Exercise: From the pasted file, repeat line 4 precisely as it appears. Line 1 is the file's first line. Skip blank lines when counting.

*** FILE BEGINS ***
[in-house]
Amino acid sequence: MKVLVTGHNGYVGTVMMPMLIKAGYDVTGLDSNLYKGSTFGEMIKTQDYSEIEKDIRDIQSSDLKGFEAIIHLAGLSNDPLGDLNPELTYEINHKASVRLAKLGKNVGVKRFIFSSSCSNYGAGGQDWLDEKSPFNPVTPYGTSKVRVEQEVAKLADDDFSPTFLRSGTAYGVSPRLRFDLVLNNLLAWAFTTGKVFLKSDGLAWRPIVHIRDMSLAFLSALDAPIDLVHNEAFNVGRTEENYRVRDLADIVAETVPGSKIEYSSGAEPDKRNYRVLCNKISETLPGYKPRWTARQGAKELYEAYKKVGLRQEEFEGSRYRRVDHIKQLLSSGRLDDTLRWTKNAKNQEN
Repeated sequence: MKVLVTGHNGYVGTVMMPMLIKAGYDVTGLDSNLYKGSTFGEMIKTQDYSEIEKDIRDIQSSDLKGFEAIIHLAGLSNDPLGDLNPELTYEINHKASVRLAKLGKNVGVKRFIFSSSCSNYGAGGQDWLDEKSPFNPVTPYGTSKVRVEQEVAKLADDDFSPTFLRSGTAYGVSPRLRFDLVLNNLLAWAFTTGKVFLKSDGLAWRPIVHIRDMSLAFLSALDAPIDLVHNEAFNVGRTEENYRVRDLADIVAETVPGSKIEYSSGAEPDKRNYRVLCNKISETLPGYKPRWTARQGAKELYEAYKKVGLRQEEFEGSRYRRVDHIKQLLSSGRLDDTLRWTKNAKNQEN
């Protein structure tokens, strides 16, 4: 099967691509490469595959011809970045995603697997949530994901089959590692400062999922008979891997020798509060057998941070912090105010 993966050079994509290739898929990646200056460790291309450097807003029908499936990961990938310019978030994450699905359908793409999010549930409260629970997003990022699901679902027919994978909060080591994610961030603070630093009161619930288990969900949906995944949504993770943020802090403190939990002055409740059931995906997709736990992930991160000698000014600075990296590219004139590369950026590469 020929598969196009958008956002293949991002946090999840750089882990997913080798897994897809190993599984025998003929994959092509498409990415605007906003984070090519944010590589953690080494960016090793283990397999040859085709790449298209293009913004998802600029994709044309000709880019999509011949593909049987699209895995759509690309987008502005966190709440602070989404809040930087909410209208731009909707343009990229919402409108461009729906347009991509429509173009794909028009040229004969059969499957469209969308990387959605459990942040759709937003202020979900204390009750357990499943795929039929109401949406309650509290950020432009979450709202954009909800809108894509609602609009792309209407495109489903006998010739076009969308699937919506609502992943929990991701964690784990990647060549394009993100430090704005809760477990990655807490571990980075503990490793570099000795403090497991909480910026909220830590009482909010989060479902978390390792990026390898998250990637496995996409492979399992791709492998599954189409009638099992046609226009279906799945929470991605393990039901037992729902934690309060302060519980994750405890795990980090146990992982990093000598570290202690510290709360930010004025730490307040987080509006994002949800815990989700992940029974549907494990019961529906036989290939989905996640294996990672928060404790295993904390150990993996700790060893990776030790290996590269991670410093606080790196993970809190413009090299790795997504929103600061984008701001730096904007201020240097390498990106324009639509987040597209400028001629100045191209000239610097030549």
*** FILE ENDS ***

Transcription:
């Protein structure tokens, strides 16, 4: 099967691509490469595959011809970045995603697997949530994901089959590692400062999922008979891997020798509060057998941070912090105010 993966050079994509290739898929990646200056460790291309450097807003029908499936990961990938310019978030994450699905359908793409999010549930409260629970997003990022699901679902027919994978909060080591994610961030603070630093009161619930288990969900949906995944949504993770943020802090403190939990002055409740059931995906997709736990992930991160000698000014600075990296590219004139590369950026590469 020929598969196009958008956002293949991002946090999840750089882990997913080798897994897809190993599984025998003929994959092509498409990415605007906003984070090519944010590589953690080494960016090793283990397999040859085709790449298209293009913004998802600029994709044309000709880019999509011949593909049987699209895995759509690309987008502005966190709440602070989404809040930087909410209208731009909707343009990229919402409108461009729906347009991509429509173009794909028009040229004969059969499957469209969308990387959605459990942040759709937003202020979900204390009750357990499943795929039929109401949406309650509290950020432009979450709202954009909800809108894509609602609009792309209407495109489903006998010739076009969308699937919506609502992943929990991701964690784990990647060549394009993100430090704005809760477990990655807490571990980075503990490793570099000795403090497991909480910026909220830590009482909010989060479902978390390792990026390898998250990637496995996409492979399992791709492998599954189409009638099992046609226009279906799945929470991605393990039901037992729902934690309060302060519980994750405890795990980090146990992982990093000598570290202690510290709360930010004025730490307040987080509006994002949800815990989700992940029974549907494990019961529906036989290939989905996640294996990672928060404790295993904390150990993996700790060893990776030790290996590269991670410093606080790196993970809190413009090299790795997504929103600061984008701001730096904007201020240097390498990106324009639509987040597209400028001629100045191209000239610097030549």